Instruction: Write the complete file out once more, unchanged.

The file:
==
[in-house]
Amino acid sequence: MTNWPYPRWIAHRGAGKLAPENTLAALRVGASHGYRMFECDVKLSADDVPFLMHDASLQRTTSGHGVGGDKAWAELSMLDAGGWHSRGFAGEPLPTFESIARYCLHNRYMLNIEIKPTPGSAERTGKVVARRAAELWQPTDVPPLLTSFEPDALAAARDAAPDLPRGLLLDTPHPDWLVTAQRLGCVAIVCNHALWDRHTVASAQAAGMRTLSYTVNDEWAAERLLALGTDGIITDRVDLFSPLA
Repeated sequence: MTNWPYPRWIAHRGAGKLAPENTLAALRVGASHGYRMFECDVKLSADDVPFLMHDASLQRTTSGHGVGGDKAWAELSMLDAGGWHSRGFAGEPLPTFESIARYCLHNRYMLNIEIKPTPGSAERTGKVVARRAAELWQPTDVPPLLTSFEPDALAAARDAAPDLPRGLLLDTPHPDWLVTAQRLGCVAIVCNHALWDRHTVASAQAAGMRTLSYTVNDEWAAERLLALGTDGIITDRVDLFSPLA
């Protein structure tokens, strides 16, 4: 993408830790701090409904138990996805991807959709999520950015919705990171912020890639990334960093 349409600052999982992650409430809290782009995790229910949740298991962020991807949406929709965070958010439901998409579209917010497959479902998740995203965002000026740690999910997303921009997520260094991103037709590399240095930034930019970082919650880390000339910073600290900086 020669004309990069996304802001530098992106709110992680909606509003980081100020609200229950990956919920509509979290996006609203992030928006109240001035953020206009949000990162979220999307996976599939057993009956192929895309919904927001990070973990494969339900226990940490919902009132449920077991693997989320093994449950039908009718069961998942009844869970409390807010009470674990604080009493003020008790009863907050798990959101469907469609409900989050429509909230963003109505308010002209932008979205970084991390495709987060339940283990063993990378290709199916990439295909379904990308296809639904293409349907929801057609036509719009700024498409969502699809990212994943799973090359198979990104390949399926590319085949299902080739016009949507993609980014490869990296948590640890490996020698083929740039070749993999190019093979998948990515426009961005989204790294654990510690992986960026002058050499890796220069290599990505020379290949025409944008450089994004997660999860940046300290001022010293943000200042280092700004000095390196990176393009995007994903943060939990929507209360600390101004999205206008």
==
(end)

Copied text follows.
[in-house]
Amino acid sequence: MTNWPYPRWIAHRGAGKLAPENTLAALRVGASHGYRMFECDVKLSADDVPFLMHDASLQRTTSGHGVGGDKAWAELSMLDAGGWHSRGFAGEPLPTFESIARYCLHNRYMLNIEIKPTPGSAERTGKVVARRAAELWQPTDVPPLLTSFEPDALAAARDAAPDLPRGLLLDTPHPDWLVTAQRLGCVAIVCNHALWDRHTVASAQAAGMRTLSYTVNDEWAAERLLALGTDGIITDRVDLFSPLA
Repeated sequence: MTNWPYPRWIAHRGAGKLAPENTLAALRVGASHGYRMFECDVKLSADDVPFLMHDASLQRTTSGHGVGGDKAWAELSMLDAGGWHSRGFAGEPLPTFESIARYCLHNRYMLNIEIKPTPGSAERTGKVVARRAAELWQPTDVPPLLTSFEPDALAAARDAAPDLPRGLLLDTPHPDWLVTAQRLGCVAIVCNHALWDRHTVASAQAAGMRTLSYTVNDEWAAERLLALGTDGIITDRVDLFSPLA
């Protein structure tokens, strides 16, 4: 993408830790701090409904138990996805991807959709999520950015919705990171912020890639990334960093 349409600052999982992650409430809290782009995790229910949740298991962020991807949406929709965070958010439901998409579209917010497959479902998740995203965002000026740690999910997303921009997520260094991103037709590399240095930034930019970082919650880390000339910073600290900086 020669004309990069996304802001530098992106709110992680909606509003980081100020609200229950990956919920509509979290996006609203992030928006109240001035953020206009949000990162979220999307996976599939057993009956192929895309919904927001990070973990494969339900226990940490919902009132449920077991693997989320093994449950039908009718069961998942009844869970409390807010009470674990604080009493003020008790009863907050798990959101469907469609409900989050429509909230963003109505308010002209932008979205970084991390495709987060339940283990063993990378290709199916990439295909379904990308296809639904293409349907929801057609036509719009700024498409969502699809990212994943799973090359198979990104390949399926590319085949299902080739016009949507993609980014490869990296948590640890490996020698083929740039070749993999190019093979998948990515426009961005989204790294654990510690992986960026002058050499890796220069290599990505020379290949025409944008450089994004997660999860940046300290001022010293943000200042280092700004000095390196990176393009995007994903943060939990929507209360600390101004999205206008």